Philosophers on research universities
September 28, 2012
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In the Library Journal. The philosophers are Kant, Schleiermacher, Fichte, Schelling, and von Humboldt.
This understanding of what a university should be became known as the “German Model,” and its influence on American higher education has been profound, from the creation of the first German-style graduate school in the United States—Johns Hopkins in 1876—to the grafting of the German Model onto existing colleges throughout the country. By the mid-20th century, the model of teaching supported by research had extended even to four-year liberal arts colleges as the qualification for teaching in them became the Ph.D., i.e., the research degree. As the range of scholarship grew, so did the collections and cooperation of academic libraries to support it.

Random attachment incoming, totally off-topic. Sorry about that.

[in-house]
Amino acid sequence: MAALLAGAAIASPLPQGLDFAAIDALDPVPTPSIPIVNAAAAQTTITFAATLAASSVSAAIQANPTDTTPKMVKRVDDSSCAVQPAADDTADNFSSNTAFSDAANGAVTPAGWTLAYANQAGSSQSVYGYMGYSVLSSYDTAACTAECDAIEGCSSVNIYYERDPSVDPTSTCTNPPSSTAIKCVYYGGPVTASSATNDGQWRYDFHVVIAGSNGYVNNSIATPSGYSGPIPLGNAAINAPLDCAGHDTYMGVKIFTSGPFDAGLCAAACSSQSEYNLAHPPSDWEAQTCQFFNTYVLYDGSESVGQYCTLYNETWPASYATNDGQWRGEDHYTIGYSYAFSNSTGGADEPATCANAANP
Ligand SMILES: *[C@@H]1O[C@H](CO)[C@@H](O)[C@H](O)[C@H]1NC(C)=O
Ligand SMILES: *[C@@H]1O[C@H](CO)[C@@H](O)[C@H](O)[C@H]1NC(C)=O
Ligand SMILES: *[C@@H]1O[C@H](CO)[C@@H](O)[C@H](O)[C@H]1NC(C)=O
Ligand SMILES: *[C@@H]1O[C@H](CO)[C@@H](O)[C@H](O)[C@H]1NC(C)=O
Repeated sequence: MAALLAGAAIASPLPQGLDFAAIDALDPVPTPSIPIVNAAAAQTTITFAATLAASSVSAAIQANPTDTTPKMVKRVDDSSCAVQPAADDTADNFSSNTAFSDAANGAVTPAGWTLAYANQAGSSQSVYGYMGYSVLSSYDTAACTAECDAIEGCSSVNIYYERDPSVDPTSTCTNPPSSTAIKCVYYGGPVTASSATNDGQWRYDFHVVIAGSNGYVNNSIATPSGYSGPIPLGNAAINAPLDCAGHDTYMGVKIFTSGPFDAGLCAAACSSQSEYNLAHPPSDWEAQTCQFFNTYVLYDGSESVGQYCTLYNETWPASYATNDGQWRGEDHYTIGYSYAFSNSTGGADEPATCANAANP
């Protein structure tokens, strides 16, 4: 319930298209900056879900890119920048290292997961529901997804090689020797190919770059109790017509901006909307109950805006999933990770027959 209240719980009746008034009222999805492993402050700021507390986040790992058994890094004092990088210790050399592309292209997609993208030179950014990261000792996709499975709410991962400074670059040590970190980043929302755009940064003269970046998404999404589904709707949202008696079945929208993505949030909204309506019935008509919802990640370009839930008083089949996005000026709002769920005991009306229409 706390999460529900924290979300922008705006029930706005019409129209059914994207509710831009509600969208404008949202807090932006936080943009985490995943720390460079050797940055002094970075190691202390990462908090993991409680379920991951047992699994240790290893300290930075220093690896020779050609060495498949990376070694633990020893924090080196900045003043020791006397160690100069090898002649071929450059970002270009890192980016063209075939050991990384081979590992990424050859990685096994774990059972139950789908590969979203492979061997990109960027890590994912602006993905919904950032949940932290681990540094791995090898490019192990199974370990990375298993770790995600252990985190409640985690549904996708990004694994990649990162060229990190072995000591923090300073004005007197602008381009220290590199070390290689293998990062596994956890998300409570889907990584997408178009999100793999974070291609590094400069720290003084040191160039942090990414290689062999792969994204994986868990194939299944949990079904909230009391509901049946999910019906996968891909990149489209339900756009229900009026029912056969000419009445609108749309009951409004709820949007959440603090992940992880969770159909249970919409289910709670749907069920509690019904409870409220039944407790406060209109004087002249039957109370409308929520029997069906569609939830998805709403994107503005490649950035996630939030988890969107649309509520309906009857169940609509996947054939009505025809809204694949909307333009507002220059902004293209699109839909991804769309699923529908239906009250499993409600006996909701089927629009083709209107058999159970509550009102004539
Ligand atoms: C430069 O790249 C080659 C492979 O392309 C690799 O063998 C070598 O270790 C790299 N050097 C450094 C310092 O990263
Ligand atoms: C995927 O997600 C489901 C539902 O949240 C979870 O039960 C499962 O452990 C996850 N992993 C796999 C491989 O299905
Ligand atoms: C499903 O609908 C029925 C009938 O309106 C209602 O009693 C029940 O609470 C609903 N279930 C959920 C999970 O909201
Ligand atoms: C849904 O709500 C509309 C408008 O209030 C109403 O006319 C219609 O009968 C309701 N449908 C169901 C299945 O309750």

The free scientific investigation of every subject in the light of human reason awakens the idea of knowledge in students and improves human society. This, at its best, is the goal of higher education. Academic libraries are part of the vast apparatus that supports this goal though the collection, preservation, and dissemination of human culture and scholarship.
Academic librarians are trying to support a scholarly mission to create better human beings and a better society through the creation of knowledge in all areas. That’s why we do what we do. There are worse jobs to have.